Also standard are front and rear parking sensors, an auto parking system, plus power adjustable driver and front passenger seats. There’s also leather upholstery, leather-trimmed steering wheel, dual-zone climate control, 17-inch 'Sarpas' alloy wheels and proximity key entry.
The safety equipment list is impressive, too – you can read all about what’s looking after you in the safety section below.
Also, don’t forget that because the current V40 is due to be replaced, dealers will be keen to move their stock to make way for the new one and that means you should be able to get yourself a bargain.
A recommended retail price of $52,490 is lots for a small hatchback in this market. To put that number in perspective a top-spec Mazda3 G25 GT Astina auto hatch is $38,040, and the flagship Toyota Corolla ZR Hybrid, complete with two-tone paint option is $34,085.
That said, Nissan’s zero emissions Leaf hatch sits at $49,990, the diminutive Renault Zoe hatch is $49,490, and the Tesla Model 3 starts at $67,000, running all the way up to $85,900. Even Hyundai’s own Kona Electric compact SUV lists at $59,990 for the Elite, and no less than $64,490 for the top-shelf Highlander.
So, the ‘normal’ take on value-for-money doesn’t sit at the core of the Ioniq Electric proposition, unless the value you’re looking for is environmental superpowers.
But the Ioniq Electric Premium grade doesn’t skimp on standard features, the equipment list including, alloy wheels, smart cruise control (with stop/go), rain-sensing wipers, keyless entry and start, the 10.25-inch media touchscreen managing an eight-speaker Infinity audio system (with external amplifier, digital radio, Apple CarPlay and Android Auto, Bluetooth device connectivity, and sat nav with live traffic updates), climate control, heated and ventilated front seats, leather-appointed steering wheel (heated) and seats (driver’s 10-way power-adjustable with memory), a tilt and slide glass sunroof, 7.0-inch digital colour instrument display, alloy pedal covers, LED headlights (auto), DRLs and tail-lights, dashboard ambient lighting, and reversing camera (with parking guidance).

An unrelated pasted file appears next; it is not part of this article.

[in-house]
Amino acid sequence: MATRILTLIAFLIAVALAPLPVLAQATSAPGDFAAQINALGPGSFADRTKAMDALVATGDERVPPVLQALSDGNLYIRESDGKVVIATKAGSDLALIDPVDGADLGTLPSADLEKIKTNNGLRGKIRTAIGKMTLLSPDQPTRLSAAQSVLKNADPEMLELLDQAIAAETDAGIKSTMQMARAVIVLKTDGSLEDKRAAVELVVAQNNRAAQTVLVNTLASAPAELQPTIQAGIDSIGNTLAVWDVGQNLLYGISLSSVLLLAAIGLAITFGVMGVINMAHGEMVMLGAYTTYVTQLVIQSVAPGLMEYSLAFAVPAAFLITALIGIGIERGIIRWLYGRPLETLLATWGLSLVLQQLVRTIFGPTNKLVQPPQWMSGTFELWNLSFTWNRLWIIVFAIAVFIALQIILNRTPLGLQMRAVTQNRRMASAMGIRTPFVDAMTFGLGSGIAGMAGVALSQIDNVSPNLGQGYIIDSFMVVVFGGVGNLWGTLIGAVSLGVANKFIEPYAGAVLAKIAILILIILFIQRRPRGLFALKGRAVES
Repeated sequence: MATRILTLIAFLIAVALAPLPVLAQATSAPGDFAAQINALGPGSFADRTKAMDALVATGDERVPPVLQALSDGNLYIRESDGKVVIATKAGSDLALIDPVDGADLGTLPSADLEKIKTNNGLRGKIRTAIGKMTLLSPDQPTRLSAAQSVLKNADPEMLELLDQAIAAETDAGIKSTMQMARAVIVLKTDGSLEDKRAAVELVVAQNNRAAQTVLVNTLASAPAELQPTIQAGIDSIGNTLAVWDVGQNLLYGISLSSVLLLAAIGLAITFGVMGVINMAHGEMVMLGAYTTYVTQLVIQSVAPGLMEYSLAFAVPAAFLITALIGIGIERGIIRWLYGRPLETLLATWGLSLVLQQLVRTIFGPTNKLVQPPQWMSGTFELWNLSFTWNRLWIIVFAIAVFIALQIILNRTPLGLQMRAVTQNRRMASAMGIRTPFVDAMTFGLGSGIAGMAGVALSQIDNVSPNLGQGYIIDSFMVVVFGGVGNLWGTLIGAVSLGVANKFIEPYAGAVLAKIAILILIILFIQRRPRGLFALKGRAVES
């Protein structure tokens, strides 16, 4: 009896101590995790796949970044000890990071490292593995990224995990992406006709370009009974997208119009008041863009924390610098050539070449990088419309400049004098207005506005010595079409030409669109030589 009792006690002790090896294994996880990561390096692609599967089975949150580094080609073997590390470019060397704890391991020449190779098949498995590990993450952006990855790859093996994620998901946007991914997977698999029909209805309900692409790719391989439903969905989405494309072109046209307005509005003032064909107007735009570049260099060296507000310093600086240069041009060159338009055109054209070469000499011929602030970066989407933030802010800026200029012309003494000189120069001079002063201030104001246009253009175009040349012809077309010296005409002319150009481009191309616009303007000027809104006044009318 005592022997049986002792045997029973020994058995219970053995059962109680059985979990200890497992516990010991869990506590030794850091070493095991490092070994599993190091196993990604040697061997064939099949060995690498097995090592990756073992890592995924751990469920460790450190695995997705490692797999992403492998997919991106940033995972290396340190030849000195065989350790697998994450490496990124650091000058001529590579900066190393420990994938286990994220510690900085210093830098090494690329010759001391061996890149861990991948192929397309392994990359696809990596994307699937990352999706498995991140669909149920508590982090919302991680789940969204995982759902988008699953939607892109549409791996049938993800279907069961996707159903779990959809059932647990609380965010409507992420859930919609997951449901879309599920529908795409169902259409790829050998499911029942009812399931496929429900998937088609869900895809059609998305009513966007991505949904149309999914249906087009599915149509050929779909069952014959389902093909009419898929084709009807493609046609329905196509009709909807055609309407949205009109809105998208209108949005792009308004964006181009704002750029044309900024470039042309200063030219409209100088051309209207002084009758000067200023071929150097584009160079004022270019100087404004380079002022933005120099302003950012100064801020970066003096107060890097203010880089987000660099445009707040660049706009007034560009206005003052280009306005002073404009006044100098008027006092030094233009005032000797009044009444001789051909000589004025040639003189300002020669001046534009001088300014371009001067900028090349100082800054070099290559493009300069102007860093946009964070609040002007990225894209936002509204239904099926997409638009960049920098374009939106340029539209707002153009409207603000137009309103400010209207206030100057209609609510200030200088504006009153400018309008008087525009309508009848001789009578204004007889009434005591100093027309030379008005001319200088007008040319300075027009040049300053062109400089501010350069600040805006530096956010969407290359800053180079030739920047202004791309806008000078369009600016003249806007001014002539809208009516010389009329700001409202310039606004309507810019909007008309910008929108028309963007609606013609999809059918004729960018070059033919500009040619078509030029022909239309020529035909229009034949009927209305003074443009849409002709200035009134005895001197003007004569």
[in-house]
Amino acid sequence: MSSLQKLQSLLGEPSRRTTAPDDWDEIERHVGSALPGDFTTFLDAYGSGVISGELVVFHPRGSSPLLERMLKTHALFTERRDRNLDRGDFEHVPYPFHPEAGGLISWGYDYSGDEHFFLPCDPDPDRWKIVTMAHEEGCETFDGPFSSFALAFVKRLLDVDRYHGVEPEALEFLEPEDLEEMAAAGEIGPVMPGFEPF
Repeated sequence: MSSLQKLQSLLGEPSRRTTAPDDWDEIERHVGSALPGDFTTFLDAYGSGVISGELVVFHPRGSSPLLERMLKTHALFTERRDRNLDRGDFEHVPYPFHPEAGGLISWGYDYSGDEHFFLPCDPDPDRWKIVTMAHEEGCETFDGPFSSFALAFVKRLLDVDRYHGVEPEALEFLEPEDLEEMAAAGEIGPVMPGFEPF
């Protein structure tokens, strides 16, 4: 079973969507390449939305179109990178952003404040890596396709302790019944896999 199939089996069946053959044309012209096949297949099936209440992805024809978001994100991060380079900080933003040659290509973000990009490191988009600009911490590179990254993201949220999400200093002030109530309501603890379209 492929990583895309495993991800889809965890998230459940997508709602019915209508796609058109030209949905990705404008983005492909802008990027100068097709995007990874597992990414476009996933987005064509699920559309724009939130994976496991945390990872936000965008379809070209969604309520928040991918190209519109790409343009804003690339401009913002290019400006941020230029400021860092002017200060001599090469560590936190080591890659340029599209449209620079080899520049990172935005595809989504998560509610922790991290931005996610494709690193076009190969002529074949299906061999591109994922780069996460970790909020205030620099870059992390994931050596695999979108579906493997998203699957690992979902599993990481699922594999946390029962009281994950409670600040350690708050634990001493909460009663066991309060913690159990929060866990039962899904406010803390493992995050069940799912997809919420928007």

Add in the substantial suite of standard active and passive safety tech (covered in the Safety section), and the big price gap to similarly sized, conventionally-powered hatches may just be one you’re willing to stretch across.
Engine & trans
The V40 line-up has three petrol engines to pick from and the T4 sits right in the middle between the most powerful T5 and the least grunty T3. A 2.0-litre four-cylinder turbo-petrol engine the T4 makes 140kW/300Nm and delivers it through a smooth six-speed automatic.
This Ioniq gives the internal combustion engine the flick, with a 100kW/295Nm permanent-magnet AC synchronous electric motor residing under its bonnet.
An AC synchronous motor features a rotor producing a constant magnetic field, with a stator outside it generating a revolving magnetic field. The stator is ‘excited’ by an AC current supply, which produces a revolving magnetic field rotating at synchronous speed. Got it?
Management of the frequency of the electrical current means the speed of the motor can be accurately controlled, with the parallel benefit of synchronous motors producing constant speed irrespective of load.
Drive goes to the front wheels via a single-speed reduction gear auto transmission.
If you’re only going to stick to urban areas you’ll see higher usage – our trip computer was reporting an average of 14.9L/100km on a regular peak hour commute, but motorways drop the figure to about 8.0L/100km.
Rather than litres per 100km (L/100km) it’s likely we’ll all become increasingly familiar with alternate measures of a vehicle’s energy efficiency, and it feels like it’s taking a while for the world to agree on a standard measure.
According to the Australian standard combined (ADR 81/02 - urban, extra-urban) cycle, the Ioniq Electric uses 117 watt hours per kilometre (Wh/km).
Which you’ll also see expressed as 15.7 kilowatt hours per 100km (kWh/100km) and 6.4 km per kilowatt hour (km/kWh). Get it together, people!
Anyway, over around 200km of city, suburban, and highway running we saw a dash-indicated average of 8.0km/kWh. Go crazy if you’d like to convert it to another format.
Quoted range is 373km according to the Australian standard, and 311km in line with the European WLTP (Worldwide Harmonised Light Vehicle Test Procedure) protocol, the latter widely regarded as more ‘real world’ accurate.
The battery is a 38.3kW Lithium-ion Polymer unit with a charging capacity of 100kW when using a DC fast charger. Enough to deliver an 80 percent charge in 57 minutes using a 50kW charger, and 54 minutes when connected to a full-fat 100kW charger.
Plug into a 240-volt AC socket and you’re looking at around six hours for a full charge. A perfect opportunity to use overnight, off-peak energy.